Is Your Business Plan Hitting The Mark For Investors?

Midven explores how SMEs effectively communicate high growth potential to attract investors and take their businesses to the next level.

With more than 780,000 businesses across the Midlands, the region forms over one eighth of the UK economy. Amongst them, a burgeoning growth of SMEs that have the potential to grow exponentially with the help of investors.

Launched in 2018, the Midlands Engine Investment Fund (MEIF) invested more than £50million into over 150 firms by the first half of 2019. The question we look to answer in this blog is how these businesses positioned themselves as attractive investment opportunities, securing the attention of investors across the West Midlands.

With Midven providing equity finance to diverse businesses located in all six of the West Midlands LEP regions, we receive a steady stream of business plans. The businesses that successfully receive investment tend to excel in three key aspects.


The business plan is a key document for investors and it is often the first representation of how attractive a business is to invest in. A strong business plan is not only succinct, it is well structured

. Effective business plans cover the important points with the segments below:

  • A clear vision for the business
  • Recognising the problem/gap that the business is trying to solve/fill
  • A concise product description
  • Illustrate the market and how your business will differentiate itself
  • Identifying the competition
  • Well constructed revenue model
  • Clearly stating the ask and use of funds
  • Introducing the team and any relevant experience
  • Ambitious but realistic financials
  • Clear exit strategy

If you are learning how to build a business plan from scratch, get a more comprehensive start with Midven’s business plan advice.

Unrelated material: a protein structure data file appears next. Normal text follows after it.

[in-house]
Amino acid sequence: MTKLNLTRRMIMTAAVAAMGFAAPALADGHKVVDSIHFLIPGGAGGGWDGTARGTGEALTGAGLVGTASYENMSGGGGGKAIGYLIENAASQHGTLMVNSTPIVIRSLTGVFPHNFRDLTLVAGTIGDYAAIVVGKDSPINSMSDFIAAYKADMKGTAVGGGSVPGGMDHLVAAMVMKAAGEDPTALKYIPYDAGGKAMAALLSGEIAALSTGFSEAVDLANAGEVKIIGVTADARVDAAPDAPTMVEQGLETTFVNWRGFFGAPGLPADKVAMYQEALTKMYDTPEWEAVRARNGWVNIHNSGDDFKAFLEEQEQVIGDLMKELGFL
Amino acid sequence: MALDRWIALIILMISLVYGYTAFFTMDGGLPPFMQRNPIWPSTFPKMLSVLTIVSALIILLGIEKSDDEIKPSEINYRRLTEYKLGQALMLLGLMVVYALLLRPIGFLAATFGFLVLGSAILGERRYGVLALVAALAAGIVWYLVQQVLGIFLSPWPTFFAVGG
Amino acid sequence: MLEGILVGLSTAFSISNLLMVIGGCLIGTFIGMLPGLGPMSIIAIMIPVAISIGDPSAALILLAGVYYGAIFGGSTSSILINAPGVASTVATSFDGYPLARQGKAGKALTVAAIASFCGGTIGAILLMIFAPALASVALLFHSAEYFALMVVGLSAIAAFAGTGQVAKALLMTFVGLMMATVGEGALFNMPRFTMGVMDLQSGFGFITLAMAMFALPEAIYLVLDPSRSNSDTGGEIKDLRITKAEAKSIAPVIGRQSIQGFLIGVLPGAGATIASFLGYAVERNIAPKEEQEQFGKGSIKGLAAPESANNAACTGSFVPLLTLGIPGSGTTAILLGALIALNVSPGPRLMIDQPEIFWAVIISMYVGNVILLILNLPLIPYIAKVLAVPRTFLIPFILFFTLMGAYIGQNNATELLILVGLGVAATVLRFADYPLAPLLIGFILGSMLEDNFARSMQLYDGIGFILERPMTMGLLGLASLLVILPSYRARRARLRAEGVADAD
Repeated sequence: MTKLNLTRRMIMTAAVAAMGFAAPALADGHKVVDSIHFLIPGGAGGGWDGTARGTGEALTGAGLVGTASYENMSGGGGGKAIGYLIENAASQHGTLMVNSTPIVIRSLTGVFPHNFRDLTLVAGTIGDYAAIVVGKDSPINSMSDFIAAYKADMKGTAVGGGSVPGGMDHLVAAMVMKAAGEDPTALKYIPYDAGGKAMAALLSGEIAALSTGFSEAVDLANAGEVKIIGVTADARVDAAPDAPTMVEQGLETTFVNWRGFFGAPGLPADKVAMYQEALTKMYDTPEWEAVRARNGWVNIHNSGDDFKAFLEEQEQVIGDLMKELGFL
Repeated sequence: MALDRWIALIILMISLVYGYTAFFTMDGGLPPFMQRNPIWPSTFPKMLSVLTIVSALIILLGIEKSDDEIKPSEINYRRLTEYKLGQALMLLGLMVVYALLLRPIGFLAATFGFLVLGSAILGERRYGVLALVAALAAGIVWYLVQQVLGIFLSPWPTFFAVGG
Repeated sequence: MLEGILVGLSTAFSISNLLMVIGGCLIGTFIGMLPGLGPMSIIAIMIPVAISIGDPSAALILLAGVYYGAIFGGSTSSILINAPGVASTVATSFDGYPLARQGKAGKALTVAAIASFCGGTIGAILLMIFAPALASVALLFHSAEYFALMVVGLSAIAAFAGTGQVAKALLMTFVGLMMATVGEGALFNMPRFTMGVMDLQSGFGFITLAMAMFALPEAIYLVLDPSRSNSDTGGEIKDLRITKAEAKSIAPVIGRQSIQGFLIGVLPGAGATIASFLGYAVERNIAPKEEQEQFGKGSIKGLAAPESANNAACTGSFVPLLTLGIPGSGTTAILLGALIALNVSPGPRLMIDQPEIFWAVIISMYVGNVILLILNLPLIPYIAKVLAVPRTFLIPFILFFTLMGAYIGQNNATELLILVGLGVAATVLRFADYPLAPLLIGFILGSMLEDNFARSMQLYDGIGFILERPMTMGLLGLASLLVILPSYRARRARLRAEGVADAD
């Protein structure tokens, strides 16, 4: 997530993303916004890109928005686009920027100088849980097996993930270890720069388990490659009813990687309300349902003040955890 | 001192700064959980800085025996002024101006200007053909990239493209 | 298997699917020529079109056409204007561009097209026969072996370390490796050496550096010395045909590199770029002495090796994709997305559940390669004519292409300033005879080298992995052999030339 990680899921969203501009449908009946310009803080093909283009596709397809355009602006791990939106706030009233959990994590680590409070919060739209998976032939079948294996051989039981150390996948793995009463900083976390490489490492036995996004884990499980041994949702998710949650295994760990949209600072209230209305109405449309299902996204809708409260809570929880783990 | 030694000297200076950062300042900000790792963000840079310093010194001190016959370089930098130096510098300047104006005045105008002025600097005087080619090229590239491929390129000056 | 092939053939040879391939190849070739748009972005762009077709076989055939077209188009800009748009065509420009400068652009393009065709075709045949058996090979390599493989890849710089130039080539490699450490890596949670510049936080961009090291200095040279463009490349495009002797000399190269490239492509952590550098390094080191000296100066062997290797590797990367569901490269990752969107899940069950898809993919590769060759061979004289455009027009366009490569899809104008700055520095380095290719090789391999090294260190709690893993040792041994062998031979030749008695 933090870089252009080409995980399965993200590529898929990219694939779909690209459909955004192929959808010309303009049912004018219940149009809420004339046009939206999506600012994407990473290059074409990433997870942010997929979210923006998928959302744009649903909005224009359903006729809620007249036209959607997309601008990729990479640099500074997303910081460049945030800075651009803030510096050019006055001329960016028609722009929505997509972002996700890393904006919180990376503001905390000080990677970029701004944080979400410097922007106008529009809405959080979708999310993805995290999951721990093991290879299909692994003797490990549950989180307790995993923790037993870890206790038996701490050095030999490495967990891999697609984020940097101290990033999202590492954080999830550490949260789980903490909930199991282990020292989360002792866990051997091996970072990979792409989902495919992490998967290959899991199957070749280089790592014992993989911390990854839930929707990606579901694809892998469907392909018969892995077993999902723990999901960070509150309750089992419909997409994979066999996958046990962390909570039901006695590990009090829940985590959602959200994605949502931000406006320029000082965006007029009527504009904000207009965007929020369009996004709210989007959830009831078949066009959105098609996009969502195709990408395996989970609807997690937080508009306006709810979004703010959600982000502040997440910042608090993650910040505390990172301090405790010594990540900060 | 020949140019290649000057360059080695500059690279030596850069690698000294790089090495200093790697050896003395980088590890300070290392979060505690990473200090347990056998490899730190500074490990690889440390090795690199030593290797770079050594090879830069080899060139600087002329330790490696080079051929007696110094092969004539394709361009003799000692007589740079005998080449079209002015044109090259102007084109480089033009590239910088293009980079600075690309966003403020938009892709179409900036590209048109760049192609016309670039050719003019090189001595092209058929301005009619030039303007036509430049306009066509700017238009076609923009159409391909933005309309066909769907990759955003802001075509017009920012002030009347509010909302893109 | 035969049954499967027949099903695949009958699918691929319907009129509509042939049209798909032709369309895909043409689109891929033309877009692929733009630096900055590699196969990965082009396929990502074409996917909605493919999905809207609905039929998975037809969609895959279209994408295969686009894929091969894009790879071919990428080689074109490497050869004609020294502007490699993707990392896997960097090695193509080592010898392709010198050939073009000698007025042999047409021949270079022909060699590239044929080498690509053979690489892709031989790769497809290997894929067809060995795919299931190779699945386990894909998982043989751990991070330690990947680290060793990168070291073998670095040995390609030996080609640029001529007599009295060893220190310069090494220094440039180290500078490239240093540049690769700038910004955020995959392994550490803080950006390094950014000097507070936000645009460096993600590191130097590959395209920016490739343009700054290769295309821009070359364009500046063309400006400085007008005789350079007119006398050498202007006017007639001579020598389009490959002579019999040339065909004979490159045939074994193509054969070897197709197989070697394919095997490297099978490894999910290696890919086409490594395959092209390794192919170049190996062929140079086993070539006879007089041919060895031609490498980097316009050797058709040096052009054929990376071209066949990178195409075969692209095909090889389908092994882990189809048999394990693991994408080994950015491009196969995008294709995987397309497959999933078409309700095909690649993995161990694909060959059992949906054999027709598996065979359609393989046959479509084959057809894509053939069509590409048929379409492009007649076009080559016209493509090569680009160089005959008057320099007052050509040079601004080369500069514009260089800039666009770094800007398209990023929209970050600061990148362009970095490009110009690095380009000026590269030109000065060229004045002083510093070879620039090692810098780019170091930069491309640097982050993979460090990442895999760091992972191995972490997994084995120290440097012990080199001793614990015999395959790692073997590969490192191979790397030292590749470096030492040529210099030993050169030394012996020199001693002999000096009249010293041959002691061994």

While optimistic, the financial forecast should be sensible. Investors are adept in identifying unreliable forecasts and in this instance, brevity and vagueness will be detrimental to your cause.

As you outline your forecasts, it is important to have a very frank look at your cost and revenue streams. How did you arrive at your figures? Make sure to clearly set out your assumptions. Have you accounted for all the costs including the cost of customer acquisition?

Take the time to perform a sensitivity analysis to illustrate how your forecasts are affected by different variables. For example, what would your forecast look like with half the amount of investment that you were looking for? What does it look like without investment at all? Will the business survive with lower than anticipated growth/traction?

A robust forecast should also consider any future funding requirement. Being transparent in this instance is actually a good thing as realistic investors are prepared to work with others in order to help a company grow.


Venture capital companies like Midven receive a consistent stream of business plans every day and the team of analysts commit to performing appropriate due diligence. Plans that make investors pay attention, often share the following aspects:

Keep it short and sweet